There was no vote taken during the last general meeting with regard to the Director's remuneration policy. This is considered reasonable given the current size and stage of development of the Company and the fact that remuneration is not currently linked to performance. This will be revisited in future periods once a meaningful remuneration policy has been implemented as noted above.

Directors' remuneration

The Directors who held office at 31 December 2019 and who had beneficial interests in the ordinary shares of the Company are summarised as follows:

 

 

Name of Director  Position

Carl Kindinger  Interim Chairman, Non-Executive Director

Dr Stephen Staley  Non-Executive Director

Paul Griffiths  Chief Executive Officer

Ron Pilbeam  Executive Officer

The interests in the shares of the Company of the Directors who served during the year were as follows:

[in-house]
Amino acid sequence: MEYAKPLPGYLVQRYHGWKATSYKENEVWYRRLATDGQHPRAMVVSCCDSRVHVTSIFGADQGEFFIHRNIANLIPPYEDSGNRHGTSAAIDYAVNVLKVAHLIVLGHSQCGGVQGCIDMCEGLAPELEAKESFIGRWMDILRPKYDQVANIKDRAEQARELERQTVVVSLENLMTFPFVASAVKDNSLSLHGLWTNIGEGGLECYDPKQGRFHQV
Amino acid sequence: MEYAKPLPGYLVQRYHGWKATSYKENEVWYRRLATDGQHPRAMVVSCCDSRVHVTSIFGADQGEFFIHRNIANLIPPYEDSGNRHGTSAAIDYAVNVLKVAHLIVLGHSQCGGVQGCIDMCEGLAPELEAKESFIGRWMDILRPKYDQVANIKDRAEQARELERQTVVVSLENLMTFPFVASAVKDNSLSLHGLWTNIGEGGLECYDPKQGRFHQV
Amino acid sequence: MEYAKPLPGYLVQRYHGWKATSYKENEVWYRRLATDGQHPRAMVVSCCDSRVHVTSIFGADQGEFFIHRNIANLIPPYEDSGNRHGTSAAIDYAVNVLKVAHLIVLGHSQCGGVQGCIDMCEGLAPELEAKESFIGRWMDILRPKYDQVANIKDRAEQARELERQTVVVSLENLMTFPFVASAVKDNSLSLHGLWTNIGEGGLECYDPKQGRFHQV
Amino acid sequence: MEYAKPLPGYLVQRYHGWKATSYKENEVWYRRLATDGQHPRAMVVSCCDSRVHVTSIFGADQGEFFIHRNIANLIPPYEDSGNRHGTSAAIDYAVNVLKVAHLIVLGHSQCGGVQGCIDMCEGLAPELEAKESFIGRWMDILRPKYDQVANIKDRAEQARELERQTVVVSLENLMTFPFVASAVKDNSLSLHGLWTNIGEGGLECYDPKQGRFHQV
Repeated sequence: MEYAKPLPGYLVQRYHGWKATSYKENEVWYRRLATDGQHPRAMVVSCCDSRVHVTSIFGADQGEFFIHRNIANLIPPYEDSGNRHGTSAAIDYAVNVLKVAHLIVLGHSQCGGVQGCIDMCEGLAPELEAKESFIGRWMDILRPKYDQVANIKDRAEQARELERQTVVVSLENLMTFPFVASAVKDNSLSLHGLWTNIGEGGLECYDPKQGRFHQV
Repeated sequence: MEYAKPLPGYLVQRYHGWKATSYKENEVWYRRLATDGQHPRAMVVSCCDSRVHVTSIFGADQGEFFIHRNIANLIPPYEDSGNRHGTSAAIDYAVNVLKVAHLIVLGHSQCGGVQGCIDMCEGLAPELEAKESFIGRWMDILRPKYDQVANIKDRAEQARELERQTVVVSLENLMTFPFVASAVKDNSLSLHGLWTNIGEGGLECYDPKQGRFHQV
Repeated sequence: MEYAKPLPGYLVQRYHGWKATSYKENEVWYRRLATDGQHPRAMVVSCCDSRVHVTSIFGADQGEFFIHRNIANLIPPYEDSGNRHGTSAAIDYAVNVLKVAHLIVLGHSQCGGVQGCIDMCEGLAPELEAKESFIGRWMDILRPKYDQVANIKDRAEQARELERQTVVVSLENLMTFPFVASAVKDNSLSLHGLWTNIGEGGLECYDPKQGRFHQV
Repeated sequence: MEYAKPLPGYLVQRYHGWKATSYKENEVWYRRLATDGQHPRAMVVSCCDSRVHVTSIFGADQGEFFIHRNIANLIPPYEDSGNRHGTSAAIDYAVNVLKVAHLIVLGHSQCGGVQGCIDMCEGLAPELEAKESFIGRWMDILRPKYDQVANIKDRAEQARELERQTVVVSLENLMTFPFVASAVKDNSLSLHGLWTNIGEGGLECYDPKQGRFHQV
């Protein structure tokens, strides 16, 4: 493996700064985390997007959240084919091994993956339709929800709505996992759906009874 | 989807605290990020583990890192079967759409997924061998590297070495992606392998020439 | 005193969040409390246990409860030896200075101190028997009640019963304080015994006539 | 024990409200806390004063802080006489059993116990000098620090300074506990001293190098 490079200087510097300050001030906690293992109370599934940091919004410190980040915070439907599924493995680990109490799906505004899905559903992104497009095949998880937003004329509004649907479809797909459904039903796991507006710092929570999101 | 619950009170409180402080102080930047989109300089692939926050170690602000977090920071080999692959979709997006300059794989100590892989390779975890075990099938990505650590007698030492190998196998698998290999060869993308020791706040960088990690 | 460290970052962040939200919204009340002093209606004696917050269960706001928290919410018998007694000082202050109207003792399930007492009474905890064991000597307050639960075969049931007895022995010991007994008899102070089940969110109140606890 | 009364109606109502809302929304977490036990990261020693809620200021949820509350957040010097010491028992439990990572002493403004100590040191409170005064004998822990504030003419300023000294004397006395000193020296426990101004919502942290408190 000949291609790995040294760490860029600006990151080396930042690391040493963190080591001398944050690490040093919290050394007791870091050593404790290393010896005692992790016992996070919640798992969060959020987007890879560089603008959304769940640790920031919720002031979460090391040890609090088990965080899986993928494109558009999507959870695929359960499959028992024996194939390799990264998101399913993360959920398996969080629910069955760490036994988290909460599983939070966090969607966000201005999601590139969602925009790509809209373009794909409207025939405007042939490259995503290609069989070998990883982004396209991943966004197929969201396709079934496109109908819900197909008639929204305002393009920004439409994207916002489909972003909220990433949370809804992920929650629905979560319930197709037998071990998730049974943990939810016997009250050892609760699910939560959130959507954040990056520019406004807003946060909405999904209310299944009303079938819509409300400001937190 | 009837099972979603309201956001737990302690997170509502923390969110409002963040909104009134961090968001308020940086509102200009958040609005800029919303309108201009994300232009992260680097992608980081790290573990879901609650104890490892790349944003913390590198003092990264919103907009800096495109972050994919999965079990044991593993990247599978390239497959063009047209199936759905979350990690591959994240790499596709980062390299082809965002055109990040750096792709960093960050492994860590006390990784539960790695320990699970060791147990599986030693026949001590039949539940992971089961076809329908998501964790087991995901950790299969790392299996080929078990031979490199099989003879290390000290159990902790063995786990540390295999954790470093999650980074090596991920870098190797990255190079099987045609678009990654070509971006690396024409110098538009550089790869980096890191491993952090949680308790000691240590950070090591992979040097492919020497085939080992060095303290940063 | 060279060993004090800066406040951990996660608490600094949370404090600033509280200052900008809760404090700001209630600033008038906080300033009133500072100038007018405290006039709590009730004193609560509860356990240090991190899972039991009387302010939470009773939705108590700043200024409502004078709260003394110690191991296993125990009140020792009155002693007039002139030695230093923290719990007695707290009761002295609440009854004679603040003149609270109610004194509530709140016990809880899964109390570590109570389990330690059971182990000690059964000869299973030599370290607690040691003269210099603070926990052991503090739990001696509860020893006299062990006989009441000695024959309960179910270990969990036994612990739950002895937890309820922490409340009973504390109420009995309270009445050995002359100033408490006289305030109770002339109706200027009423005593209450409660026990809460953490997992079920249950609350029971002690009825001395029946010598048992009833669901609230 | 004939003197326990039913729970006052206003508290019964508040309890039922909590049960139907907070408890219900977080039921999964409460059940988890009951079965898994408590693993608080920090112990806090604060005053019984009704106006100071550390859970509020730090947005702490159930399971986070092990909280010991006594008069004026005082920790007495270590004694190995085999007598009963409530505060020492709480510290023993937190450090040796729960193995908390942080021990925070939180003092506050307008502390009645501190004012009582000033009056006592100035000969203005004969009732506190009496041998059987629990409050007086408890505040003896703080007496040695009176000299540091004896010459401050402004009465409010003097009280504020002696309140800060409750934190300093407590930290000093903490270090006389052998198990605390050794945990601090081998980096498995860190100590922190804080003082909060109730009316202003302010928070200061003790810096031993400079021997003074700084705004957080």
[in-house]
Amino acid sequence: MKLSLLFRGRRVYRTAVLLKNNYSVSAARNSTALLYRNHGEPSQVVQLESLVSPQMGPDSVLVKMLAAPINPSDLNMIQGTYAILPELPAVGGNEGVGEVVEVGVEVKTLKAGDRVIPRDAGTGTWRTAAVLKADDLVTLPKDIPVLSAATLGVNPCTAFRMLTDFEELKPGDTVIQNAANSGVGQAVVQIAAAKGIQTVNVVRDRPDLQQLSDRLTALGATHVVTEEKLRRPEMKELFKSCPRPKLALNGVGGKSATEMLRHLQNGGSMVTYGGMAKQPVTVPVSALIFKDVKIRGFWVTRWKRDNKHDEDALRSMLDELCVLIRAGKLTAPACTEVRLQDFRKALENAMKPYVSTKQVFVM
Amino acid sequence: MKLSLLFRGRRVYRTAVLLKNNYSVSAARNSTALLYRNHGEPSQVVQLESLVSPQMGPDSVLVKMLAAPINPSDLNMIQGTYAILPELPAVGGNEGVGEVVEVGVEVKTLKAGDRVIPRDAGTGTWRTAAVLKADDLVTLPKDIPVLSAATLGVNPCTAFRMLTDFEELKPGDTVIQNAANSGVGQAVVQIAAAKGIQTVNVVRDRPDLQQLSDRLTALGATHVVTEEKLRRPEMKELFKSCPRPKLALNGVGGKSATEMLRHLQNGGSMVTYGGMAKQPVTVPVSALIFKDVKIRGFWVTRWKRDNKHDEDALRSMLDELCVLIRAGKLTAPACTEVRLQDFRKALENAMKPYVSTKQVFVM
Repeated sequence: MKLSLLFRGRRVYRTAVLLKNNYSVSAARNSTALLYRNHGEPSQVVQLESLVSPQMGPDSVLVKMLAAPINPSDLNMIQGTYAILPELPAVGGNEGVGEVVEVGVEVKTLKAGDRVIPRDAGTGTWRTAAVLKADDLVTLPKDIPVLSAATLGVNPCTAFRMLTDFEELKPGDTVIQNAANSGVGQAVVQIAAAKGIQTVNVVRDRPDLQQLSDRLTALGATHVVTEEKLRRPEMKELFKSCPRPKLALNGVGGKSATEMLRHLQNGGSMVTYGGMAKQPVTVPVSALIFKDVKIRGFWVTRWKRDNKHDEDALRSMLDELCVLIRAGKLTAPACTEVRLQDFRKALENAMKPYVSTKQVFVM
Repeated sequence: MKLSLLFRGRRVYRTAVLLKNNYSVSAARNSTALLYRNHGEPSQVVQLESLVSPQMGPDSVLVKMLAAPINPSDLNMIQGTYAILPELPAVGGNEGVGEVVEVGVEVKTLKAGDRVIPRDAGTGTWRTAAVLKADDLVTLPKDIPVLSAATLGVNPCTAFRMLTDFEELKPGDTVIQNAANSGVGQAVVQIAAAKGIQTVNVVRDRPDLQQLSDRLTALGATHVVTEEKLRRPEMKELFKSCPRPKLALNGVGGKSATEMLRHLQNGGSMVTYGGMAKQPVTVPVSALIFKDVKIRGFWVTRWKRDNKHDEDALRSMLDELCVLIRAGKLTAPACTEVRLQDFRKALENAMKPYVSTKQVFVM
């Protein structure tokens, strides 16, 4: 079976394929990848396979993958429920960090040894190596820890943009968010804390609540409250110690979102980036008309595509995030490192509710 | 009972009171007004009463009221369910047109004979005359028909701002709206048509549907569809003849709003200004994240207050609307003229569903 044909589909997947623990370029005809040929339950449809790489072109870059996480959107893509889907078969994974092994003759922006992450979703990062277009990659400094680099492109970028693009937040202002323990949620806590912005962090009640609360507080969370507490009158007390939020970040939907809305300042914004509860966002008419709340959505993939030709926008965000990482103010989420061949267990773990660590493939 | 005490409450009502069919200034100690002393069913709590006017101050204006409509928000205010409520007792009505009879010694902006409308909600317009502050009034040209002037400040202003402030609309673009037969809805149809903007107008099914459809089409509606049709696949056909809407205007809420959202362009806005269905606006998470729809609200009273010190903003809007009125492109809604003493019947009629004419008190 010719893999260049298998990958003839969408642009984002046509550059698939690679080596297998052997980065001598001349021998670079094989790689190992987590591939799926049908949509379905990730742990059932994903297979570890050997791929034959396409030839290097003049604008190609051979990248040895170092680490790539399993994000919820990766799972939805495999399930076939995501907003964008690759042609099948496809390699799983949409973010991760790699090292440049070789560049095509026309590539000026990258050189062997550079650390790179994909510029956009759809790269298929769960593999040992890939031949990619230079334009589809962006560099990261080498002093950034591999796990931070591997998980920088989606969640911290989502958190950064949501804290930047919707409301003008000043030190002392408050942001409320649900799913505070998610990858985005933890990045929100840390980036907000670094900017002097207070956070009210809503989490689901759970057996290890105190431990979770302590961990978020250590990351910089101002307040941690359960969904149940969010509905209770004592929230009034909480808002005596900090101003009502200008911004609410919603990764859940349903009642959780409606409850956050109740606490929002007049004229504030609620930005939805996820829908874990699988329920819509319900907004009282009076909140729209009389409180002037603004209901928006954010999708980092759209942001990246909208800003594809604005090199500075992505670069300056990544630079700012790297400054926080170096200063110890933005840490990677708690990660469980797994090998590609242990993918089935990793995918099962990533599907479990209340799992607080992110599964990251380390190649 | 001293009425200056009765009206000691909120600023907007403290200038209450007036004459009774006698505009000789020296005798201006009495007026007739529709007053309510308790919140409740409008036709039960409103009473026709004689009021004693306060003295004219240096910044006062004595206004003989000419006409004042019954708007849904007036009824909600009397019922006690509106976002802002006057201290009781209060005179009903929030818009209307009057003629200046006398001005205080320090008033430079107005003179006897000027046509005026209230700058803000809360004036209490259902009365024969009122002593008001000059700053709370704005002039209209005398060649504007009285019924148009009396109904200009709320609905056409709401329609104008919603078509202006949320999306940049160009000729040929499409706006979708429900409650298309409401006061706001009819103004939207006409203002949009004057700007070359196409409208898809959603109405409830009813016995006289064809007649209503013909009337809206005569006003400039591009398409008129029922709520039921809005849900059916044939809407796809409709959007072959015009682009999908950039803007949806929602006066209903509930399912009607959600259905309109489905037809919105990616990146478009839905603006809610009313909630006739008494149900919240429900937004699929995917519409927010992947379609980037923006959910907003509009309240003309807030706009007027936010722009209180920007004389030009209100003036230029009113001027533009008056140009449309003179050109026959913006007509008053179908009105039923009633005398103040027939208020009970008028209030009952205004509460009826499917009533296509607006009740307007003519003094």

31 December 2019

At the date of this report

 

Ordinary Shares

Share Options

Ordinary Shares

Share Options

 

 

 

 

 

Paul  Griffiths* 1

 46,871,508

 4,005,486

46,871,508

4,005,486

Ron Pilbeam

 7,549,794

 4,005,486

 7,549,794

 4,005,486

Carl Kindinger

1,661,962

  -

1,661,962

-

Sarah Cope*2

 1,001,370

-

 1.001,370

Steve Staley

 669,600

 1,001,370

  669,600

1,001,370

Total

56,752,864

 10,013,712

56,752,864

10,013,712

 

*1 Paul Griffiths is the Group's controlling shareholder

*2 Sarah Cope resigned 19 July 2019

 

 

Share Option Scheme

The following Directors have been granted rights under the Group's Share Option Scheme:

 

In issue at

31 December 2018

Grant date

 

2019

Options

Awarded 

Exercised / lapsed during year

In issue at

 31 December 2019

Vesting period

 

Start  Various

Paul Griffiths

4,005,486

24 May 2018

  -

-

4,005,486

24 May 2018

See note14

 

Ron Pilbeam

4,005,486

24 May 2018

  -

4,005,486

24 May 2018

 

 

Sarah Cope

1,001,370

24 May 2018

  -

-

1,001,370

24 May 2018

 

 

Steve Staley

1,001,370

24 May 2018

  -

-

1,001,370

24 May 2018

 

 

                           

 

Each of the directors entered into service agreements at the time of the Company's admission to the market in May 2018.  Details of those service agreements are set out below.  There were no other major remuneration decisions in the period.

Directors' service contracts